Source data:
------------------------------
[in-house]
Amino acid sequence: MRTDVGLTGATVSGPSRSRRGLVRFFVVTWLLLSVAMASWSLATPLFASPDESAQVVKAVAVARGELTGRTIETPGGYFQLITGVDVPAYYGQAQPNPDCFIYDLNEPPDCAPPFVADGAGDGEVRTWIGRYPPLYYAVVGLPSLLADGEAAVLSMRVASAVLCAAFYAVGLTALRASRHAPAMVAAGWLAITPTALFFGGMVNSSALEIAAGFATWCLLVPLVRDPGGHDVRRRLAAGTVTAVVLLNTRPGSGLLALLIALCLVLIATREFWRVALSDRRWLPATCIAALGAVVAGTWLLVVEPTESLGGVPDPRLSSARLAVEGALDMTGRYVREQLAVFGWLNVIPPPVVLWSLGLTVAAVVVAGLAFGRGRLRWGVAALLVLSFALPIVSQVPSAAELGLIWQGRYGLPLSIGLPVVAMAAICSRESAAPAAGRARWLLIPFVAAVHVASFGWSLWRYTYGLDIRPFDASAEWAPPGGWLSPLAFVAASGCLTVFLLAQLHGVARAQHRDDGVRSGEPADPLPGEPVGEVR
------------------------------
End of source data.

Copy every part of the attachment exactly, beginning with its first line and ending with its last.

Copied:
[in-house]
Amino acid sequence: MRTDVGLTGATVSGPSRSRRGLVRFFVVTWLLLSVAMASWSLATPLFASPDESAQVVKAVAVARGELTGRTIETPGGYFQLITGVDVPAYYGQAQPNPDCFIYDLNEPPDCAPPFVADGAGDGEVRTWIGRYPPLYYAVVGLPSLLADGEAAVLSMRVASAVLCAAFYAVGLTALRASRHAPAMVAAGWLAITPTALFFGGMVNSSALEIAAGFATWCLLVPLVRDPGGHDVRRRLAAGTVTAVVLLNTRPGSGLLALLIALCLVLIATREFWRVALSDRRWLPATCIAALGAVVAGTWLLVVEPTESLGGVPDPRLSSARLAVEGALDMTGRYVREQLAVFGWLNVIPPPVVLWSLGLTVAAVVVAGLAFGRGRLRWGVAALLVLSFALPIVSQVPSAAELGLIWQGRYGLPLSIGLPVVAMAAICSRESAAPAAGRARWLLIPFVAAVHVASFGWSLWRYTYGLDIRPFDASAEWAPPGGWLSPLAFVAASGCLTVFLLAQLHGVARAQHRDDGVRSGEPADPLPGEPVGEVR